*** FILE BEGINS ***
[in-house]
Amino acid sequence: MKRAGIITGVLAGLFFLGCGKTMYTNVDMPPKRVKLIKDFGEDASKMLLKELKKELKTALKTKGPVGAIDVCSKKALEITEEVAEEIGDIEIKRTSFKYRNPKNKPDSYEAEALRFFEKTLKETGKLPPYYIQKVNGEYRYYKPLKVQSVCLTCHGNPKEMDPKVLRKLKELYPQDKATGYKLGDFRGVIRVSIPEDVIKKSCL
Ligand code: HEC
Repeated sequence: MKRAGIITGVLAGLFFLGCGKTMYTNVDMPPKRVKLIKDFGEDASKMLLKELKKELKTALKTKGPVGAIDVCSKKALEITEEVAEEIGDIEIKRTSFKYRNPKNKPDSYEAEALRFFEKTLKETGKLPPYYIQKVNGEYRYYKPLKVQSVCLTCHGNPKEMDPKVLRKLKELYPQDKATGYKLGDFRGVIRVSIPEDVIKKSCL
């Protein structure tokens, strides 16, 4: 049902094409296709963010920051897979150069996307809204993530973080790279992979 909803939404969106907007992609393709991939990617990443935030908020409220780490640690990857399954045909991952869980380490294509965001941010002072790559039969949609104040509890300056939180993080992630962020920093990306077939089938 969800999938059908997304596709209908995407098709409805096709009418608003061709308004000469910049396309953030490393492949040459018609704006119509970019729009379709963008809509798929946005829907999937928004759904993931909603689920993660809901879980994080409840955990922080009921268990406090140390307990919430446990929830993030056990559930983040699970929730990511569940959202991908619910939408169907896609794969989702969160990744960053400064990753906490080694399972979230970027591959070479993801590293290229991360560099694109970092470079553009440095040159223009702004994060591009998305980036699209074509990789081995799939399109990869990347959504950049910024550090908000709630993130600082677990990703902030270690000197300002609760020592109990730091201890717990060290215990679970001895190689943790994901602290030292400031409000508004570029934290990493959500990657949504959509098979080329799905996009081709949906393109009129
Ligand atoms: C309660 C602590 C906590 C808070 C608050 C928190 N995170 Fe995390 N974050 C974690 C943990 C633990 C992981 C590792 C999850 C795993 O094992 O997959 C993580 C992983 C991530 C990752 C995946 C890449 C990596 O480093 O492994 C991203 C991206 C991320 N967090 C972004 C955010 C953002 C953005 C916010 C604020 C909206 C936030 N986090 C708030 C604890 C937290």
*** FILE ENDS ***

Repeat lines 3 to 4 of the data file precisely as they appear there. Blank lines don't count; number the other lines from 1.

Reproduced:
Ligand code: HEC
Repeated sequence: MKRAGIITGVLAGLFFLGCGKTMYTNVDMPPKRVKLIKDFGEDASKMLLKELKKELKTALKTKGPVGAIDVCSKKALEITEEVAEEIGDIEIKRTSFKYRNPKNKPDSYEAEALRFFEKTLKETGKLPPYYIQKVNGEYRYYKPLKVQSVCLTCHGNPKEMDPKVLRKLKELYPQDKATGYKLGDFRGVIRVSIPEDVIKKSCL